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As the role of the general manager has transformed over the years, so too has the background of the general manager. With the amount of money at stake, the advent and escalation of free agency, and the increases in front office size and responsibility, it's not surprising that teams have dipped into the Wall Street hiring pool to find today's prototype GM. But just how much has the GM profile changed over the years?

Go back to the 1970s and guess the profile of the typical general manager. Maybe you're thinking about a former player turned scout turned front office executive, a hard-nosed traditional baseball type who probably had one (or two) of those Dogs Playing Poker paintings hanging in the old stadium office, and who probably looked like a slightly more athletic version of Jack Arnold from The Wonder Years. You're not totally wrong—if that's what you were thinking—but research has revealed that the '70s were a crazy time in baseball front offices. Perhaps not surprisingly, one overarching stereotype doesn't cover 'em all. Like, say, these guys:

  • Paul Owens, Phillies GM 1973-1982: St. Bonaventure graduate; low-level minor-league journeyman first baseman; manager; World War II veteran.
  • Frank Cashen, Orioles GM 1972-1975 (later Mets): Award-winning sportswriter; University of Maryland law school grad; director of publicity at Baltimore Raceway, a harness track owned by Jerry Hoffberger.
  • Stuart Holcomb, White Sox GM 1971-1973: Ohio State grad; college football and basketball coach at various schools, including Purdue; athletic director at Northwestern.
  • Eddie Robinson, Braves GM 1973-1976 (later Rangers): Paris Junior College grad; 13-year major-league career that included seven different teams and 172 home runs.
  • Roland Hemond, White Sox GM 1974-1985 (later Orioles): High school grad; Coast Guard; long-time Angels farm director.

The 1980s, too, provided a strange mix in contrasts, as Sandy Alderson (Dartmouth College/Harvard Law) was practicing early Moneyball techniques in Oakland while former player Whitey Herzog double-dipped as both manager and general manager in St. Louis—for two years, anyway. Even the '90s featured a good bit of diversity (ignoring the whole white-male thing, which … well, Megan has you covered there): There was Dan Duquette (Amherst College, no playing experience) and Bob Watson (a 19-year major-leaguer) and Randy Smith (no college or playing experience).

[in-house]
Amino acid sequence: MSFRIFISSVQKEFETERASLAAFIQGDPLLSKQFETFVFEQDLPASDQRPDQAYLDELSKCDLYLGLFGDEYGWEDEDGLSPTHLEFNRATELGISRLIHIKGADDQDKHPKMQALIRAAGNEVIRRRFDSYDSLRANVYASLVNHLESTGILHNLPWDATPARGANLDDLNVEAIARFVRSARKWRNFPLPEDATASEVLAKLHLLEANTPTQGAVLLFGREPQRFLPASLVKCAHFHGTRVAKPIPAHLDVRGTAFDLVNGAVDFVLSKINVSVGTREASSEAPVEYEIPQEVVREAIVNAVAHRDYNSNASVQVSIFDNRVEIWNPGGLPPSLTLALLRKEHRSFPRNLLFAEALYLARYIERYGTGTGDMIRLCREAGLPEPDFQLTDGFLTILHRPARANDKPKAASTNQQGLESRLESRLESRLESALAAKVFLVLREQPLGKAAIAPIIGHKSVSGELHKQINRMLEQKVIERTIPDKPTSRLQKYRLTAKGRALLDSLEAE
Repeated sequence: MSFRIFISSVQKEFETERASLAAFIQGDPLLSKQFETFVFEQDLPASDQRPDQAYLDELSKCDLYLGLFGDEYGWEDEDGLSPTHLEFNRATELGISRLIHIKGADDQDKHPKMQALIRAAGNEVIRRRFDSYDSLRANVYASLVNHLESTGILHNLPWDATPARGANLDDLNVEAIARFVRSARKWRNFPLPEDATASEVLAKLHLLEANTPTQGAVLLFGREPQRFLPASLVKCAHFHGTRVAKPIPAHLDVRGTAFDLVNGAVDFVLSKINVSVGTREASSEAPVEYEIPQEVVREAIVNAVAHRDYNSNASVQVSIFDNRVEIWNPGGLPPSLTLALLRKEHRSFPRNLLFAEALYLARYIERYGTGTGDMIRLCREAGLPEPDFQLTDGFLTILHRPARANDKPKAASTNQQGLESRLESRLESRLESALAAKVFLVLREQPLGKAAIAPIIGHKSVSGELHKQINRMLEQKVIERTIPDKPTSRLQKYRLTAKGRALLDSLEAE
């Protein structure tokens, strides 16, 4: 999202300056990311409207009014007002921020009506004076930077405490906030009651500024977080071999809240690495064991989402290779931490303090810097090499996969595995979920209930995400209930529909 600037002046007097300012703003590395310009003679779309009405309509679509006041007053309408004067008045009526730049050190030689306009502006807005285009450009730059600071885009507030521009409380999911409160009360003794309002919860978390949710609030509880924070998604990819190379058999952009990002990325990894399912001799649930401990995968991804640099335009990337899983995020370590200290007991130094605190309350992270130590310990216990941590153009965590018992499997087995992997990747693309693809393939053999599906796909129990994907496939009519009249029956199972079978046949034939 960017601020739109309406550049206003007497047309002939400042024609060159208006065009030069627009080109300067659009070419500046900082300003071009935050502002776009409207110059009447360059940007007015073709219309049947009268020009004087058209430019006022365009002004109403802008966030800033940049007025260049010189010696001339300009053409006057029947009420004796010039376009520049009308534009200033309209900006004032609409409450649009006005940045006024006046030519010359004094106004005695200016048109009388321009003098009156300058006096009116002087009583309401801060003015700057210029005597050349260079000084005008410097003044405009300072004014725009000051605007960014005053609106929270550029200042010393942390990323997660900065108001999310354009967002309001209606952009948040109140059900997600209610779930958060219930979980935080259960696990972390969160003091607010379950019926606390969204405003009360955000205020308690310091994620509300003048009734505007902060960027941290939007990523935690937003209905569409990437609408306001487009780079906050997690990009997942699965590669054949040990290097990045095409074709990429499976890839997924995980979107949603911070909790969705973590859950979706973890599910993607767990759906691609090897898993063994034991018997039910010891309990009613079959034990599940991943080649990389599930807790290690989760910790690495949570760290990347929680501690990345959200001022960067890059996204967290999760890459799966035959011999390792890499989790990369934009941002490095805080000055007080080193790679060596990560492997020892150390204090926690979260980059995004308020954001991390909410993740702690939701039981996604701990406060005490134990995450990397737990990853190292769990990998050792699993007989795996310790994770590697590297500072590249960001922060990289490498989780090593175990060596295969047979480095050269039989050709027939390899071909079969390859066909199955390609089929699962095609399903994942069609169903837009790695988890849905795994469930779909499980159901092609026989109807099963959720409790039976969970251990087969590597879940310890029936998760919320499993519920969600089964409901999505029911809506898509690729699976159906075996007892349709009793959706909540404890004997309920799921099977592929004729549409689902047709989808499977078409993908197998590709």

Now envision the modern-day general manager. You're probably not thinking about former players or former sportswriters or Waterloo and, instead, you're thinking about the Ivy League: David Stearns, Harvard; Matt Klentak, Dartmouth; A.J. Preller, Cornell. Suddenly Duquette's Amherst degree ranks like 14th on the Prestigious Former School Power Rankings released annually at the GM meetings.

What's it all mean? Well, that's the complicated part—but really, go back and read Megan's piece. For now, let's hold off on further analysis and just focus on some data. What exactly has changed over the years? To investigate, I looked at every new hire—that is, when a GM was hired for the first time—since 1970, tracking each GM's playing experience (minors and majors), whether he graduated from college, and the age at the time of his hire. Check out the following, which lists that information in tabular form:



Avg. Age

Reached Minors (%)

Reached Majors (%)

College Degree (%)































There are some broad, easy-to-spot trends: The '70s and '80s featured a significantly higher number of ex-players, as two-thirds of first-time general managers hired in the '80s played professional baseball, and a number of them—like Gene Michael and Jim Frey and Tom Haller—had lengthy on-field careers. Nowadays, GMs rarely even sniff rookie ball, as only three hires this decade—Dave Stewart, Jerry Dipoto, and Mike Hazen—played professionally. Then there's average age, which shifted down sharply in the '90s and has hovered at around 41 since. In the '70s, for instance, only 12 percent of first-timers were under 40 years old when hired; that figure has spiked to near 50 percent since the turn of the century, led by a trio of 28-year-olds (Theo Epstein, Jon Daniels, Andrew Friedman) who earned the keys to their respective organizations between 2002 and 2005.

Perhaps the most interesting column above is the last one. While the number of newly hired GMs with college degrees (or, in some cases, significant college experience) made a substantial jump from 52 percent to 85 percent from the '70s to the '80s, it's remained mostly stagnant since then, and at 95 percent, there isn't much room to go up. What might be more interesting, however, isn't the percentage of GMs with a college education on their resume but where those spiffy diplomas have come from.